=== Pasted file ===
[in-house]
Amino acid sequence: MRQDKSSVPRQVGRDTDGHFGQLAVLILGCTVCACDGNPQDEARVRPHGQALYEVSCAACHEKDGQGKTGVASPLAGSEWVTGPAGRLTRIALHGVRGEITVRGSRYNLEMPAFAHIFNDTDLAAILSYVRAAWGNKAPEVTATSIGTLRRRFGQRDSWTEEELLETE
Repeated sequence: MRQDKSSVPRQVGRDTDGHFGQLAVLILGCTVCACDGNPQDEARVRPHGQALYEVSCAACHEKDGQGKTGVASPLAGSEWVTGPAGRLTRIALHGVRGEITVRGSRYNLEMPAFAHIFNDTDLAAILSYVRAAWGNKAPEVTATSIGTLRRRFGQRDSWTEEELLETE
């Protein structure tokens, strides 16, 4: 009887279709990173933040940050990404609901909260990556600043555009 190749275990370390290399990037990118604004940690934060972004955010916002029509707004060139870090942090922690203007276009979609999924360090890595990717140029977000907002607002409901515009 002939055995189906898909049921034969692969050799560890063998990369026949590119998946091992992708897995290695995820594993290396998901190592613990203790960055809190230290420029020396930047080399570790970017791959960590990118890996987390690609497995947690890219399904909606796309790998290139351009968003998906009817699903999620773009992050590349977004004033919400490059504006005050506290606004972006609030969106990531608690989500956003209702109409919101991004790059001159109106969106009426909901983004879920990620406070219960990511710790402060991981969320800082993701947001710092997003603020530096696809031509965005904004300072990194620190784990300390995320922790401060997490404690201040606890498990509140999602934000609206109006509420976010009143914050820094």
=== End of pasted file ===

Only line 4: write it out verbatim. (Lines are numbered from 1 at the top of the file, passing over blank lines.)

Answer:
């Protein structure tokens, strides 16, 4: 009887279709990173933040940050990404609901909260990556600043555009 190749275990370390290399990037990118604004940690934060972004955010916002029509707004060139870090942090922690203007276009979609999924360090890595990717140029977000907002607002409901515009 002939055995189906898909049921034969692969050799560890063998990369026949590119998946091992992708897995290695995820594993290396998901190592613990203790960055809190230290420029020396930047080399570790970017791959960590990118890996987390690609497995947690890219399904909606796309790998290139351009968003998906009817699903999620773009992050590349977004004033919400490059504006005050506290606004972006609030969106990531608690989500956003209702109409919101991004790059001159109106969106009426909901983004879920990620406070219960990511710790402060991981969320800082993701947001710092997003603020530096696809031509965005904004300072990194620190784990300390995320922790401060997490404690201040606890498990509140999602934000609206109006509420976010009143914050820094």